Gates: Expanding US Command In Afghanistan Is Possibility

Gates: Expanding US Command In Afghanistan Is Possibility
May 3rd, 2008  
Team Infidel

Topic: Gates: Expanding US Command In Afghanistan Is Possibility

Gates: Expanding US Command In Afghanistan Is Possibility
May 2, 2008 By Lolita C. Baldor, Associated Press
TEXARKANA, Texas -- The idea of giving the U.S. military more authority in areas of Afghanistan now under NATO command is "worth taking a look at," Defense Secretary Robert Gates said Friday.
It was the first time Gates had indicated he was receptive to the idea, which has not yet been developed into a formal proposal but is under active discussion in the Pentagon.
Gates spoke to a group of reporters outside the Red River Army Depot, where he was getting a firsthand look at the Army's work restoring and repairing vehicles, like the Humvee, that are used heavily in Iraq and Afghanistan.
Taliban resistance has stiffened in southern Afghanistan since NATO took command there in mid-2006. Some in the Pentagon believe the fight against the Taliban could be strengthened if the U.S., whose span of control is now limited to eastern Afghanistan, were also in charge in part or all of the south.
The internal Pentagon discussions reflect concern at a lack of continuity among NATO forces and a view that, in the long run, NATO may be better off focusing mainly on areas of Afghanistan, like the north and west, where there is less fighting but a great need for noncombat aid.
Changing the command structure to give a U.S. general more control in the south would, in effect, mark a partial "re-Americanization" of the combat mission. That could be politically controversial, given U.S. interests in maintaining close ties with NATO in fighting terrorism.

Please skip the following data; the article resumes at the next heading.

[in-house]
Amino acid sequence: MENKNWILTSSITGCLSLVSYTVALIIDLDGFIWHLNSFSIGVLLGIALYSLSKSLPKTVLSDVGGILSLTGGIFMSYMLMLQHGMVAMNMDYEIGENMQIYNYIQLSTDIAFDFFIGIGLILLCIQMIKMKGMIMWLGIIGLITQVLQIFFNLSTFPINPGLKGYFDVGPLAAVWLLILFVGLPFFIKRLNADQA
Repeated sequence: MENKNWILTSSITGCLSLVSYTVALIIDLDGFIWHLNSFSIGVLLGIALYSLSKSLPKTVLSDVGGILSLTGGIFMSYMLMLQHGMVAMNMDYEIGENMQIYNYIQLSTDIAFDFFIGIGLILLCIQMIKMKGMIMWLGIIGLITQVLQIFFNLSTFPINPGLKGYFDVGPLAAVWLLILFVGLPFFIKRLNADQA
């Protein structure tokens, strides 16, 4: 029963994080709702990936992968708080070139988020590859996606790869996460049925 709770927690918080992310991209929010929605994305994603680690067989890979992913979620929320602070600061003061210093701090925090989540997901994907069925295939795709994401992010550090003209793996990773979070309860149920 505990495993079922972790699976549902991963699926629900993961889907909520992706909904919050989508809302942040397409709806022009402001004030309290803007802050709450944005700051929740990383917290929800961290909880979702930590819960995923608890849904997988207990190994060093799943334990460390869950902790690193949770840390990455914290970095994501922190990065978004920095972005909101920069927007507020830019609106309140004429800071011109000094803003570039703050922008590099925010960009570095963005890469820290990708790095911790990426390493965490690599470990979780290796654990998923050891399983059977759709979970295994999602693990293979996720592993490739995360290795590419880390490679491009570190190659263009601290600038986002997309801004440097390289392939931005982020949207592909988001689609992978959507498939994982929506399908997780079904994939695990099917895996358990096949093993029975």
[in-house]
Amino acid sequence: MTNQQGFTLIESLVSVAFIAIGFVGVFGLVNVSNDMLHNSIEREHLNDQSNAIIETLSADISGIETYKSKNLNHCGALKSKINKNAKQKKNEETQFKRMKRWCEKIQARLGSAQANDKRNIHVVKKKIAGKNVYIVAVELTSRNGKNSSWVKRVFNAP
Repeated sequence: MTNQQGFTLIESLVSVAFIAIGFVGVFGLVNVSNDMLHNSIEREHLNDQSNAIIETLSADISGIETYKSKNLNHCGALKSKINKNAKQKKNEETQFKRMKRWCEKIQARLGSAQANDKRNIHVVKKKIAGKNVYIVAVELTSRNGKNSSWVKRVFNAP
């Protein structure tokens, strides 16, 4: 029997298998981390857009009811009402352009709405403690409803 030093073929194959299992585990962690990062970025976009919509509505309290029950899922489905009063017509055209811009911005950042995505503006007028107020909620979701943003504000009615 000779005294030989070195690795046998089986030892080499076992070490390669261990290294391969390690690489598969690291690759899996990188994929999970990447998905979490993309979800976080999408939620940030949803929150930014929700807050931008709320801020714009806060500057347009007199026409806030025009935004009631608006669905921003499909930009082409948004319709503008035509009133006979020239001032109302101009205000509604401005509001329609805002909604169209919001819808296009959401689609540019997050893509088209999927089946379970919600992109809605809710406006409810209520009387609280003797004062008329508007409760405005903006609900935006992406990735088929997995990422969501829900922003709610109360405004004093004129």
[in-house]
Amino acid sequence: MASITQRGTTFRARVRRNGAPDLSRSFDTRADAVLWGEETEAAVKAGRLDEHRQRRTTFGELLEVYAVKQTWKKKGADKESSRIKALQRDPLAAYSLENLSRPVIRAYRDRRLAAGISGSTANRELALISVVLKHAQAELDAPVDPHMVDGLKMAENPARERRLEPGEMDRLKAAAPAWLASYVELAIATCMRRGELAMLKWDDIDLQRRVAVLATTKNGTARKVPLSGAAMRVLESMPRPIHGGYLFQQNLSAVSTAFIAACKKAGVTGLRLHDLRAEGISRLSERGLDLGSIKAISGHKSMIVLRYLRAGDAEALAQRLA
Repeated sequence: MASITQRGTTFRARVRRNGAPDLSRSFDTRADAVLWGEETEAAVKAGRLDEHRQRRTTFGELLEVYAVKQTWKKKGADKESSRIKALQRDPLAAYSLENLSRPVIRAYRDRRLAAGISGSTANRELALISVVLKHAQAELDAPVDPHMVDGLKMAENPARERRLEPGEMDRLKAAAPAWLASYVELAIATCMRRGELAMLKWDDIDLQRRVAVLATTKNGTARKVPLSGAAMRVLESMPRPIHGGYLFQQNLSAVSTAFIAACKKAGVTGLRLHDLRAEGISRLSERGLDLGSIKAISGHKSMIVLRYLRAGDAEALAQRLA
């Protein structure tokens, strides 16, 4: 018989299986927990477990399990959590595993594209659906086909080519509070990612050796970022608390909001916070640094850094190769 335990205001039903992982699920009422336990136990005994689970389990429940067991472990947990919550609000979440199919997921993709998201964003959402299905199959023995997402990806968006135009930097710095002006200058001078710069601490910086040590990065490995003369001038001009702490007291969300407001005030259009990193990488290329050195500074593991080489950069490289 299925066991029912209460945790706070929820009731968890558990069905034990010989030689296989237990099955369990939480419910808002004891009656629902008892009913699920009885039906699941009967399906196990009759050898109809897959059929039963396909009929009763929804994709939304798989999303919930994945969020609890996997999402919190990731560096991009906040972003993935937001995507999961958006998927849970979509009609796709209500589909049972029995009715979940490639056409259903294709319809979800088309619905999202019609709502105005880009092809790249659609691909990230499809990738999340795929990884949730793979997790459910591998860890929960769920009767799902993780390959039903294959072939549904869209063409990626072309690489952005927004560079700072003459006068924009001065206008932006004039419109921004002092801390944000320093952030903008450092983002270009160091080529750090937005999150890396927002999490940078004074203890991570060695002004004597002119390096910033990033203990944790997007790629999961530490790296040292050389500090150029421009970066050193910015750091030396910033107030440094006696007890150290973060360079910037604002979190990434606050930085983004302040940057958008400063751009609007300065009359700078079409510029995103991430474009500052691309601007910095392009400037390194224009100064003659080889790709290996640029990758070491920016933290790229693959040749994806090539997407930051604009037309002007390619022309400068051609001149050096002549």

NATO now has overall responsibility for the mission in Afghanistan, and that would not change if a U.S. general were put in charge in the southern sector. But it would give the Americans a greater degree of control.
Gates indicated he did not expect the idea of changing some of the command arrangements to lead to final decisions any time soon.
"I think that this is a matter that is going to get looked at over probably some period of time," he said. "It will require consultation with our allies, particularly our partners in regional command south," referring to an area of southern Afghanistan that is currently under the command of a Canadian general and is due to switch to a Dutch commander before the end of this year.
Gates said there are other aspects of the command arrangement in Afghanistan that should be reviewed.
"We need to take a look also at some of our own command and control arrangements," he said. "For example, does it make sense to have two combatant commands involved in one country?" Gates was referring to the fact that Afghanistan itself is in the command area of U.S. Central Command, although the U.S. European Command is also involved because of the presence of NATO forces.
Gates was asked whether political sensitivities in NATO might make it impossible to agree on a wider U.S. command role.
"We are basically just trying to see, how do you best provide for unity of command? How do you have the most effective operations possible in Afghanistan?" he replied. "We won't do anything without prior consultation with our allies."
AP Military Writer Robert Burns in Washington contributed to this report.

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